Federal partners add funding to help Oregon boost forest restoration work

Oregon will be able to greatly increase treatments on overcrowded forestlands to improve forest health and reduce the risk of catastrophic wildfire thanks to new federal grants announced this spring.

Federal support for Oregon forests is coming in three forms:

  • $5 million in new funding from the Natural Resources Conservation Service (NRCS). Issued under the NRCS’ Regional Conservation Partnership Program (RCPP), these will assist individual landowners to treat privately owned, non-industrial forestland.
  • Up to $75 million that the federal Farm Service Agency is making available through its Emergency Forest Restoration Program. This money is earmarked to aid small woodland owners with cleanup and restoration in the wake of the Labor Day wildfires.
  • Joint Chiefs projects, which are a partnership between NRCS and the USDA Forest Service to complete treatments on federal lands and adjoining non-industrial private forestlands. Since 2014 ODF has been partner to 10 such forest restoration projects, helping create landscape-scale environmental benefits, such as greater resilience to drought and wildfire. The most recently announced project will treat forestlands in Deschutes and Jefferson Counties.

“ODF has a long and productive partnership with all three federal agencies in Oregon,” said Gordon. “For example, NRCS and USDA Farm Service Agency grants provide us with the capacity to have stewardship foresters help small woodland owners. Those locally based ODF foresters meet with landowners, clarify their concerns and goals for their land, and develop a plan to address their forest health needs.”

Once a plan is in place ODF stewardship foresters can help landowners by providing lists of local contractors to carry out the work, and by certifying that the forest treatments have been completed in accordance with the Oregon Forest Practices Act.

“Our partnership with NRCS began in our Northeast Oregon District around 2010,” said Gordon. “The success of that initial effort led to Oregon’s first Joint Chiefs project in Baker and Union Counties in 2014, and later to ODF being able to form a statewide partnership with NRCS.”

Tom Miewald is NRCS’s RCPP Coordinator in Oregon. “We appreciate ODF’s proven track record of bringing together private landowners with local partners, such as watershed councils, soil and water conservation districts and forest collaboratives to achieve larger-scale outcomes,” he said. “Through these partnerships we are funding the future of conservation, focusing on forest resilience.”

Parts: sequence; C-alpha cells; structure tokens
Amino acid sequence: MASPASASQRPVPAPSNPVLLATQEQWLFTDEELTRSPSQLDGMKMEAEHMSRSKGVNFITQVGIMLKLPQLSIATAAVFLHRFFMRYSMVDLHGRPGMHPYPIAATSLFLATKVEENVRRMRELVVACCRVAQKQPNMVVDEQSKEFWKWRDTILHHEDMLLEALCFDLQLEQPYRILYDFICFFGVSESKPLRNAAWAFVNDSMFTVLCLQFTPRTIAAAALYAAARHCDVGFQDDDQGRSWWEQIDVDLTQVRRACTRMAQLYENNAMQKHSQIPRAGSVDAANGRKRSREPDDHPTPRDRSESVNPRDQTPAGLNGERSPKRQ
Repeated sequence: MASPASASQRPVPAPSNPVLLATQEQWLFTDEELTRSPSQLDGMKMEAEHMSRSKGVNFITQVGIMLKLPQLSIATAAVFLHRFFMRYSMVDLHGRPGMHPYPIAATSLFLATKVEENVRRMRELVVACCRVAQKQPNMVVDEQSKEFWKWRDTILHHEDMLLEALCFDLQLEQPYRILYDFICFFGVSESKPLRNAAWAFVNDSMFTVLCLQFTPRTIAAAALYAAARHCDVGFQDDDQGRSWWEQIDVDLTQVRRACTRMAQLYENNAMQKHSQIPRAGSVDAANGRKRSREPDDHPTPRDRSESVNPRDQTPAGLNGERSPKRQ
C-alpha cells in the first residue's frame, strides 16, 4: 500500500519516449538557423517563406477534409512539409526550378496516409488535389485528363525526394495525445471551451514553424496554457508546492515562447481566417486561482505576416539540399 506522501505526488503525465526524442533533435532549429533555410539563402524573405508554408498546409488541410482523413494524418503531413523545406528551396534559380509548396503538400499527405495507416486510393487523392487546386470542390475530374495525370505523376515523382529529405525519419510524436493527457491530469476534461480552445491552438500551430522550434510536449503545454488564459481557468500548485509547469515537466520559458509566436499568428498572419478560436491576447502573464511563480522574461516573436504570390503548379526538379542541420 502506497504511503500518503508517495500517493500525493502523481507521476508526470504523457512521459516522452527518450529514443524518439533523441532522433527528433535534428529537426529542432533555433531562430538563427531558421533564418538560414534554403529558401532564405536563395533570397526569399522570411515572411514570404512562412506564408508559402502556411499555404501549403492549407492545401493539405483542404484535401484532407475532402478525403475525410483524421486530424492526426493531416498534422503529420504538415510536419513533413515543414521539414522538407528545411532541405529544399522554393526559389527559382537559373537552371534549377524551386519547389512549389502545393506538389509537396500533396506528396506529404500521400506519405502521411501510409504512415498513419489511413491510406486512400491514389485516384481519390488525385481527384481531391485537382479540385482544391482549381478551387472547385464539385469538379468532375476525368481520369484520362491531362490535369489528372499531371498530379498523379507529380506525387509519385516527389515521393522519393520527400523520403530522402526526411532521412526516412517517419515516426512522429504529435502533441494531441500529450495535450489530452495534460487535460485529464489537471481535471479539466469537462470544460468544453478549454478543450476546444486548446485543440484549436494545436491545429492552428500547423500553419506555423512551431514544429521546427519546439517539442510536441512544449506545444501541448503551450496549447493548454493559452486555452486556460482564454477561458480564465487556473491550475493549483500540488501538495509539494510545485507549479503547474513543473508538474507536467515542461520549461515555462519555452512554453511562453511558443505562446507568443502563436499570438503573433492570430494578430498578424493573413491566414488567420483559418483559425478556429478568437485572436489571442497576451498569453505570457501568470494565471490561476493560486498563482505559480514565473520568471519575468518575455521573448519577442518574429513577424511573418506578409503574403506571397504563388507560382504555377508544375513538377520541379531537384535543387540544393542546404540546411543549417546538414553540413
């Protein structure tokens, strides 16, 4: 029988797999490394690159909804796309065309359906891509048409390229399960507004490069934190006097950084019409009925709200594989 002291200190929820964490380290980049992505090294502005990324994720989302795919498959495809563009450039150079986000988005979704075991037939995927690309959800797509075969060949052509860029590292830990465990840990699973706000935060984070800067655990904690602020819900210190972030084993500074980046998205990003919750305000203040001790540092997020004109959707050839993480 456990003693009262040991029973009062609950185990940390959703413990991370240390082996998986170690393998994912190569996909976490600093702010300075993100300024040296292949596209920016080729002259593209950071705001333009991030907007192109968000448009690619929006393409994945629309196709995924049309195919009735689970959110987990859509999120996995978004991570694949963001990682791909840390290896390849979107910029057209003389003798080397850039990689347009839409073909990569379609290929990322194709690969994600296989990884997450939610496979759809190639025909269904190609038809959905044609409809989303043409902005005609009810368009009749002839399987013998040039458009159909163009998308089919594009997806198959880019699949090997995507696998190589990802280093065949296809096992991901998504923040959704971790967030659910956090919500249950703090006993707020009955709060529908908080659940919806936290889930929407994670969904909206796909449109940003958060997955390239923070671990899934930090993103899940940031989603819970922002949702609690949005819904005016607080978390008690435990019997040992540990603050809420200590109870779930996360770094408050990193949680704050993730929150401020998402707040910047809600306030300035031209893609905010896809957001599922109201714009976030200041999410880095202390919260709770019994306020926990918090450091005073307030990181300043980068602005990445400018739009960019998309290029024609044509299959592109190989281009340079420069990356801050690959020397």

Since 2015, there have been 32 RCPP projects in Oregon that have received about $89 million in federal funds. About $100 million has been contributed by state and local partners on these projects, most often in the form of labor and in-kind investments. NRCS Oregon considers western freshwater streams and the forests they flow through to be Critical Conservation Areas, a high priority for RCPP funding.

“The projects we fund are aimed at reducing threats to these freshwater streams. Projects are first identified by local communities as concerns they want addressed and are willing to lead,” said Miewald.

One example is ODF’s Northeast Oregon District being named lead agency for a new project in the Northern Blue Mountains involving nine local partners. The Eastern Oregon Forest Restoration Project is designed to reduce the risk of catastrophic wildfires, which can harm streams. In turn, this will improve water quantity and quality, and stream habitat.

For the Eastern Oregon Forest Restoration Project, ODF foresters will work with private landowners in Union, Baker, Umatilla, and Wallowa counties. Landowners will contract with NRCS to receive funding, while the ODF foresters provide technical assistance in collaboration with consulting private foresters, local contractors, and NRCS staff. The work will focus on thinning trees not yet of commercial size and mitigating slash hazards from the thinning. Trees will also be planted on lands that have suffered from tree deaths due to wildfire or insect infestations.

Jay Gibbs, NRCS Basin Team Leader in northeast Oregon, is proud that NRCS’ recently funded projects in the northeastern part of the state were all originally identified by local communities as areas of concern that they wanted to work on.

“These are locally led projects driven from the ground up,” Gibbs said. “What’s unique is that we’re funding these efforts now at much larger scale to increase the pace at which forest restoration happens.”

Close to 5,000 acres of non-industrial private forestland will be treated as part of the project in the Northern Blue Mountains, filling gaps between lands treated on national forests and industrial forestlands.

“Combined, those efforts reduce catastrophic wildfire risk over a wide area,” Gibbs said. “They’ll make fighting any wildfires that do occur safer for firefighters and easier to contain.”

“We’re thankful for opportunities to continue our work with NRCS and our private landowners,” said Joe Hessel, ODF Northeast Oregon District Forester.

Oregon must compete with other states for these federal conservation grants.

“Oregon is a leader in securing grant funds like RCPP, which bring additional resources to the state to increase the amount of work being done to improve the health of our forests. That benefits not only the environment but also rural economies by providing much-needed jobs in forest restoration,” Gordon said.

For more information, landowners are encouraged to reach out to their local ODF Stewardship Foresters  or NRCS District Conservationists. The initial signups for this project are expected to begin later this year. Restoration work will begin early in 2022 and will run through 2027.